Many commenters on this week's Supreme Court decision concerning Masterpiece Bakery in Colorado have missed one of the more important aspects of the ruling. SCOTUSblog highlights it. Bold, underlined text is my emphasis.
The ground of decision was narrow, but not as narrow as many commentators will claim. It is based exclusively on the free exercise clause; the Supreme Court did not rule on the free speech claim. Exclusive reliance on free exercise narrows the opinion to sincere religious objectors, excluding simple bigots. And it helps narrow the decision to religious contexts, with weddings as the overwhelmingly dominant example. The court made nothing of these points.
What more obviously narrows the decision is that the Supreme Court based it on the state’s hostility to the baker’s religious faith. As evidence, the court pointed both to hostile comments from members of the Colorado Civil Rights Commission and to the commission’s inconsistent treatment of religious discrimination and sexual-orientation discrimination.
In the most egregious of the hostile statements, one commissioner blamed religion and religious freedom for slavery and the Holocaust and added that “it is one of the most despicable pieces of rhetoric that people can use to—to use their religion to hurt others.” The Supreme Court held such statements “inappropriate” in an adjudicatory body charged with “fair and neutral enforcement of Colorado’s anti-discrimination law.”
Views of this sort are very common among those opposed to religious exemptions from anti-discrimination laws.
. . .
States will find it harder to conceal the other evidence of anti-religious hostility. While Masterpiece was pending in the state adjudication process, a William Jack went to three different bakers and asked for cakes with religious symbols and quotations hostile to same-sex marriage. When the bakers refused to make the cakes, he filed claims of religious discrimination. The commission found no discrimination in these cases, and what it said about these protected bakers was inconsistent with what it said about Masterpiece and its owner, Jack Phillips.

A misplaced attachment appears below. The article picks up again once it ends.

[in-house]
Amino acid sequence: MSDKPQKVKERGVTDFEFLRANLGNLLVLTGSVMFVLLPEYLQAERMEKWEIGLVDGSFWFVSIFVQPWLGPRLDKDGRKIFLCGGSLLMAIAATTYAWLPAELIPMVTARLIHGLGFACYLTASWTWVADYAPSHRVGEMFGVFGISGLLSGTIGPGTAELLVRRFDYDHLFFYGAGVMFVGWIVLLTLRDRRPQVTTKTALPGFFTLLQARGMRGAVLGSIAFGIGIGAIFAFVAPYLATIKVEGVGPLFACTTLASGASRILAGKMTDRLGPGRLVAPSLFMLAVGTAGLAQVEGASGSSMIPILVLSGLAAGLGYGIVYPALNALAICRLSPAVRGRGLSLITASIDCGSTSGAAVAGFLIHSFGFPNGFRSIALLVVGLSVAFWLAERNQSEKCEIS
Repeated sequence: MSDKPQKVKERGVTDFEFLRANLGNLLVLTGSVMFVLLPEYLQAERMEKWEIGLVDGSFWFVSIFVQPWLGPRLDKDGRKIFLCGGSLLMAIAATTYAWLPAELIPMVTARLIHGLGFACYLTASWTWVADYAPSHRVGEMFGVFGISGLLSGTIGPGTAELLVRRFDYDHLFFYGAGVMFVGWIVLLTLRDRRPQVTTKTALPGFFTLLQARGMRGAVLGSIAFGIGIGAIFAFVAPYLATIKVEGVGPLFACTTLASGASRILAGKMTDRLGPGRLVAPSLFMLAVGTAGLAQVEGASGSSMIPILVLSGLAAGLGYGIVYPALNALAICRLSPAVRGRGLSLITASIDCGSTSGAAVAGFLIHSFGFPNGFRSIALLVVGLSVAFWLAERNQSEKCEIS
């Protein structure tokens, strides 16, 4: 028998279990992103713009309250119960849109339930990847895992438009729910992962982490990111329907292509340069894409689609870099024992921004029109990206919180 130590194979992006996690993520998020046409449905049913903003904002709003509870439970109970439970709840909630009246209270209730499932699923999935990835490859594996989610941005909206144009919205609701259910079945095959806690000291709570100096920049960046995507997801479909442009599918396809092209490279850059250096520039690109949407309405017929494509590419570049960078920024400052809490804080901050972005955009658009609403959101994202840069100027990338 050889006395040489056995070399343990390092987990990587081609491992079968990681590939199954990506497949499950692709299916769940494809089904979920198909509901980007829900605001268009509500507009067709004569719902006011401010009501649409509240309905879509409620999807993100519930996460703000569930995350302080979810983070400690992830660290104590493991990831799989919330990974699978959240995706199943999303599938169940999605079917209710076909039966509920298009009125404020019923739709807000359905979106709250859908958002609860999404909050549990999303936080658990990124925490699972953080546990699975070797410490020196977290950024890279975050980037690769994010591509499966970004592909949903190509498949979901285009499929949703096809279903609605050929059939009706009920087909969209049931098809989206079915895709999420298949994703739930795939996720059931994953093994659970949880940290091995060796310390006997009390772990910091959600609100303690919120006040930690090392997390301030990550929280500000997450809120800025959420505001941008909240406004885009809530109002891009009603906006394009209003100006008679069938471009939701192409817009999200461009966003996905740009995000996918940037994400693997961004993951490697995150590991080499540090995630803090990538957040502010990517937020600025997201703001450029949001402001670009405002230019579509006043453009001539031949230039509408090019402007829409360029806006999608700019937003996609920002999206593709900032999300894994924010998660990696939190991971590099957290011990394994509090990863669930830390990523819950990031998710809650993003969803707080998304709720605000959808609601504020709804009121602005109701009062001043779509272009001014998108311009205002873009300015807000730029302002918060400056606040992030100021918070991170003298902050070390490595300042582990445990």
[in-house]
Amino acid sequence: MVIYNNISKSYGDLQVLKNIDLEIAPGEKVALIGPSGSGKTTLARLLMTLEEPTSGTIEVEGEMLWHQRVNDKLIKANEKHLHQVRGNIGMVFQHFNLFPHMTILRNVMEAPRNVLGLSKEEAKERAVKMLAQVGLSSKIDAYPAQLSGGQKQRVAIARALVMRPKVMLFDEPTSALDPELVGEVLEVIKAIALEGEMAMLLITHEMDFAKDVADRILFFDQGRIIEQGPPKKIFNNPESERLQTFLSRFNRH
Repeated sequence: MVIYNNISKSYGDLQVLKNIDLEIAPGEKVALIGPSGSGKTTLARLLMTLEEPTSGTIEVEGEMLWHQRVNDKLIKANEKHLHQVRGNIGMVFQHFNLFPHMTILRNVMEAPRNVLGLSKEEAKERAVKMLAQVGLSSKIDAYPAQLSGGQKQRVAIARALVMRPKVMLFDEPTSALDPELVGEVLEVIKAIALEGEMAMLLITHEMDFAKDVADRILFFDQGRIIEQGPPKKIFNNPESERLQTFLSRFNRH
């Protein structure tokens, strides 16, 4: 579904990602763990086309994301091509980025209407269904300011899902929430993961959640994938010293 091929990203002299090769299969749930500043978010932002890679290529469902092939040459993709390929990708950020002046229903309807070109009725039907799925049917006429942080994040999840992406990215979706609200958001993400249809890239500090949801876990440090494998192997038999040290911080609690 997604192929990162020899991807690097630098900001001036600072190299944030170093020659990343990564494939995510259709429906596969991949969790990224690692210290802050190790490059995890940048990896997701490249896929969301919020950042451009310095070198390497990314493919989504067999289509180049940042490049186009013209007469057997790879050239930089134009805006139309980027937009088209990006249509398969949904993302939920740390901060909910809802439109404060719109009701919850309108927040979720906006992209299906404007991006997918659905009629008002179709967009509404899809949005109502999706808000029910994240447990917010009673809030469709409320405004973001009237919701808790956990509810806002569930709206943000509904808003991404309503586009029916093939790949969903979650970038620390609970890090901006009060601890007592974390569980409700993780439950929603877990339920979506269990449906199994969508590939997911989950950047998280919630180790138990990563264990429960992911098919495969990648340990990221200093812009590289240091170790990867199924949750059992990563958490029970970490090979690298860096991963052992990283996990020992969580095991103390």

. . .
More fundamentally, the commission said that refusing to make a cake with a message celebrating same-sex marriage discriminated on the basis of the sexual orientation of the customer requesting that message, but that refusing to make a cake with a religious message opposing same-sex marriage did not discriminate on the basis of the religion of the customer requesting that message.
. . .
The court said that the inconsistent treatment of Phillips and the protected bakers showed hostility towards Phillips’ religious faith. Colorado had violated its duty “not to base laws or regulations on hostility to a religion or a religious viewpoint.” The state must “proceed in a manner neutral toward and tolerant of Phillips’ religious beliefs.” The commission had been “neither tolerant nor respectful”; it had proceeded on the basis of “a negative normative ‘evaluation of the particular justification’ for his objection” (quoting Lukumi).
. . .
The Supreme Court has announced a powerful ideal. Even when a law has no explicit exceptions, hostile enforcement is unconstitutional. Single-issue agencies that enforce state civil-rights laws must approach claims to religious exemptions with tolerance and respect. And this is apparently an absolute rule; the court does not consider whether hostility might be justified by some state interest, compelling or otherwise.
There's more at the link. Recommended reading for those interested in a more intricate study of the law and its consequences.
The final paragraph cited above is of critical importance. If the standard applied by SCOTUS in the Masterpiece decision carries over to other issues involving the Bill of Rights (including the Second Amendment), it holds far-reaching implications for the future of many of the rights that states and the federal government are seeking to regulate. Those of us concerned about attempts to neuter the Second Amendment by gun control activists may find that the Masterpiece decision adds a new arrow to our quivers.